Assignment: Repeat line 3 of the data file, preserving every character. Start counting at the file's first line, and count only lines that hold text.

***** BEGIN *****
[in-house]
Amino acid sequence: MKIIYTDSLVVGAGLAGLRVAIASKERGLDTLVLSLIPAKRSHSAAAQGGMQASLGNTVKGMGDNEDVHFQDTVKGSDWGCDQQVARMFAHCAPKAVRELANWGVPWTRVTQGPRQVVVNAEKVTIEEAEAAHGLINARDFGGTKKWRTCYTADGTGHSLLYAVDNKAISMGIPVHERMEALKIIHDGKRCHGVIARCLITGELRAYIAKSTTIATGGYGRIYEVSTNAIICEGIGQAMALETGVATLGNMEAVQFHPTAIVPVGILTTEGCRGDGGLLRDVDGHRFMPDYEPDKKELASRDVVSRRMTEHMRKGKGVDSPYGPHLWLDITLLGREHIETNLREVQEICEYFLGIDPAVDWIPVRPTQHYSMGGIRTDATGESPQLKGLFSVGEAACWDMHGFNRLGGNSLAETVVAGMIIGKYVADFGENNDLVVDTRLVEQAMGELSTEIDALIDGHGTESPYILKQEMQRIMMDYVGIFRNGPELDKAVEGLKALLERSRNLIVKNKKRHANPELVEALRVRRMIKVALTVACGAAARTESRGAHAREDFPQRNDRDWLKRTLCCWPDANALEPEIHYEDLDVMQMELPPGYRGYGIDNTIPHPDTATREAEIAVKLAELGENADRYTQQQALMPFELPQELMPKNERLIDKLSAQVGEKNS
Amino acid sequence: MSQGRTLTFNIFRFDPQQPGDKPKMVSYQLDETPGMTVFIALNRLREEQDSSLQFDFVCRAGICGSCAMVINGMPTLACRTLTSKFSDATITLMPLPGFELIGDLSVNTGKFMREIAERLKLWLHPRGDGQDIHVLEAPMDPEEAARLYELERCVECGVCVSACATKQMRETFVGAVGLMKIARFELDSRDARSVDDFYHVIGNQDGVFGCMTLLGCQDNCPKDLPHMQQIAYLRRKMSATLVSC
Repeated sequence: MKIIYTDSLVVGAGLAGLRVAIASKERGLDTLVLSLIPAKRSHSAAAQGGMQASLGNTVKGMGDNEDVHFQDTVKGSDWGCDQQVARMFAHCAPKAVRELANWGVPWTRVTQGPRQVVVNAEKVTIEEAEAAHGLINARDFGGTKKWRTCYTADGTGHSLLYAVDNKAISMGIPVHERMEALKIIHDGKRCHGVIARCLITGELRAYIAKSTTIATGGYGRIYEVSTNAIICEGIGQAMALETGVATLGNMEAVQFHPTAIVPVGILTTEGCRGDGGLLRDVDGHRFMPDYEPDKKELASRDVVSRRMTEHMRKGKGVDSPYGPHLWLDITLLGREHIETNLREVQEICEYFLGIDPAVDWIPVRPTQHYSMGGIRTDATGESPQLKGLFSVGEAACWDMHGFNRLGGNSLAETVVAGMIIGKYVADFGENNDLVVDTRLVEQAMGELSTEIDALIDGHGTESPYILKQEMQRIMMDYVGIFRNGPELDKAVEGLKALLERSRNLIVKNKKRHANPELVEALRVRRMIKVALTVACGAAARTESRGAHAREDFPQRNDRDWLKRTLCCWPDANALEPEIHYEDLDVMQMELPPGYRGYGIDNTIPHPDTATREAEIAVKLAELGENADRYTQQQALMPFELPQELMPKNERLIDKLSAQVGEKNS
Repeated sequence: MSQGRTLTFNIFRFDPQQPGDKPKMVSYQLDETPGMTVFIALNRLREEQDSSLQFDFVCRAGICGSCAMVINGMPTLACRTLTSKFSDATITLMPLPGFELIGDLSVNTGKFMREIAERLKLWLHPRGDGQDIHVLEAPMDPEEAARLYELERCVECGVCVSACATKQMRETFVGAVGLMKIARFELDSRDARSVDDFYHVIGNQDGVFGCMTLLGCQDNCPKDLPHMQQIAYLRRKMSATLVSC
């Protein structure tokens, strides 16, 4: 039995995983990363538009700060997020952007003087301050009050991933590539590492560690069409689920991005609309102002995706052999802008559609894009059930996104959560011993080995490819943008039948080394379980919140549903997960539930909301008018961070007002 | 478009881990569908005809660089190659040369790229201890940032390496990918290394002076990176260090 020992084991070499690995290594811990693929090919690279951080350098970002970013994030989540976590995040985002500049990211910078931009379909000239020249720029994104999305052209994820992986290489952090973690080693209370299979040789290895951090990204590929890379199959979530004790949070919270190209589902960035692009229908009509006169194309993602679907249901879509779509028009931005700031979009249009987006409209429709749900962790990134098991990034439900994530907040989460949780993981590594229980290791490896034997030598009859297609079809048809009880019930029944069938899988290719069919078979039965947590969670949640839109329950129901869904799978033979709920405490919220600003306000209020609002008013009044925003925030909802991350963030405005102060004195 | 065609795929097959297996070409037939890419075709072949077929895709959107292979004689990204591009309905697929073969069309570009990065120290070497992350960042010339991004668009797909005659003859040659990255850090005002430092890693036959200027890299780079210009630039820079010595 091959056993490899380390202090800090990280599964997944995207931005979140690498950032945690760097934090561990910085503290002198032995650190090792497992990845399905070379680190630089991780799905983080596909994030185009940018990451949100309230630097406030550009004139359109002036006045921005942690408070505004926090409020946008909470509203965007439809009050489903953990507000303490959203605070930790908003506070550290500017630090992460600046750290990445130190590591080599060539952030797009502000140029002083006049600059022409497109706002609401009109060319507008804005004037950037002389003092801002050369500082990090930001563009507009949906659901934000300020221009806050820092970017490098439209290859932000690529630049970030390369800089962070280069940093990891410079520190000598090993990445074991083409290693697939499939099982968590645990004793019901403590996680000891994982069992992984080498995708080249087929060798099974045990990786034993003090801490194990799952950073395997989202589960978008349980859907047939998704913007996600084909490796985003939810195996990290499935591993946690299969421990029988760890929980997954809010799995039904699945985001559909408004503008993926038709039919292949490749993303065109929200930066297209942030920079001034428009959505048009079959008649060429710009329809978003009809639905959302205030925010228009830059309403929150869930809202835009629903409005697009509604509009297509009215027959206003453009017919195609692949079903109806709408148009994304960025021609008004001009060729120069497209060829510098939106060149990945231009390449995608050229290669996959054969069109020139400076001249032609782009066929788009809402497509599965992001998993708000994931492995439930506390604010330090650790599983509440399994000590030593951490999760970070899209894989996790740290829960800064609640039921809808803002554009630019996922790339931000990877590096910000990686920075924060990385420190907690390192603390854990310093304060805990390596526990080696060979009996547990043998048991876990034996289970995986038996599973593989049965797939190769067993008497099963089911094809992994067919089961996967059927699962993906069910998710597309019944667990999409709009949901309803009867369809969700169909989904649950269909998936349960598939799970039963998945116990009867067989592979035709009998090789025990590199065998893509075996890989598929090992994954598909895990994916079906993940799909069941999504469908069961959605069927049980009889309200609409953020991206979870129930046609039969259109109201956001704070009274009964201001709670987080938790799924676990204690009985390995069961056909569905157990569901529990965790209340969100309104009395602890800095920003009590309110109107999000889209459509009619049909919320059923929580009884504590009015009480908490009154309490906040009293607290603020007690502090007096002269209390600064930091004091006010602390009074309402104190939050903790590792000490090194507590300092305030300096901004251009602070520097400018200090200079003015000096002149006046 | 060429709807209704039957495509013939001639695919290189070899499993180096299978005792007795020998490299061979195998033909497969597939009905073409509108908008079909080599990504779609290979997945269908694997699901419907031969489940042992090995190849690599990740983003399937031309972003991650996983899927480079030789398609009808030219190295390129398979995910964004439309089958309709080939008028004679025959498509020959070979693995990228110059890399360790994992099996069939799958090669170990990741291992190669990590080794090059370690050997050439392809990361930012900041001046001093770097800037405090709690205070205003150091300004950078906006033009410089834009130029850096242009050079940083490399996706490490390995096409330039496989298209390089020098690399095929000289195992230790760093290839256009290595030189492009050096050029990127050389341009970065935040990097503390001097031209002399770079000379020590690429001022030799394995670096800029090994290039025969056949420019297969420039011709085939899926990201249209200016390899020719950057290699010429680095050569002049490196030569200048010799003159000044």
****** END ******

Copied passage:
Amino acid sequence: MSQGRTLTFNIFRFDPQQPGDKPKMVSYQLDETPGMTVFIALNRLREEQDSSLQFDFVCRAGICGSCAMVINGMPTLACRTLTSKFSDATITLMPLPGFELIGDLSVNTGKFMREIAERLKLWLHPRGDGQDIHVLEAPMDPEEAARLYELERCVECGVCVSACATKQMRETFVGAVGLMKIARFELDSRDARSVDDFYHVIGNQDGVFGCMTLLGCQDNCPKDLPHMQQIAYLRRKMSATLVSC